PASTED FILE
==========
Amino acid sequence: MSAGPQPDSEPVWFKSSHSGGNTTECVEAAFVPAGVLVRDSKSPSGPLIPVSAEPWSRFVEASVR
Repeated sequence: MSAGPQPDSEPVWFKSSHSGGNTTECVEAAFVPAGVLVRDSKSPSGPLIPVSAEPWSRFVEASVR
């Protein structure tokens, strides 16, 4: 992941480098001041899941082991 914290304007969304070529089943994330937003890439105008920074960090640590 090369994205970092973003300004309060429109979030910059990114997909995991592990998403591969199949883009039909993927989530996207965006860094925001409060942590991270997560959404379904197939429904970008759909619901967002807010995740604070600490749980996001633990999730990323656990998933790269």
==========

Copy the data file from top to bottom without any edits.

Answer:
Amino acid sequence: MSAGPQPDSEPVWFKSSHSGGNTTECVEAAFVPAGVLVRDSKSPSGPLIPVSAEPWSRFVEASVR
Repeated sequence: MSAGPQPDSEPVWFKSSHSGGNTTECVEAAFVPAGVLVRDSKSPSGPLIPVSAEPWSRFVEASVR
């Protein structure tokens, strides 16, 4: 992941480098001041899941082991 914290304007969304070529089943994330937003890439105008920074960090640590 090369994205970092973003300004309060429109979030910059990114997909995991592990998403591969199949883009039909993927989530996207965006860094925001409060942590991270997560959404379904197939429904970008759909619901967002807010995740604070600490749980996001633990999730990323656990998933790269």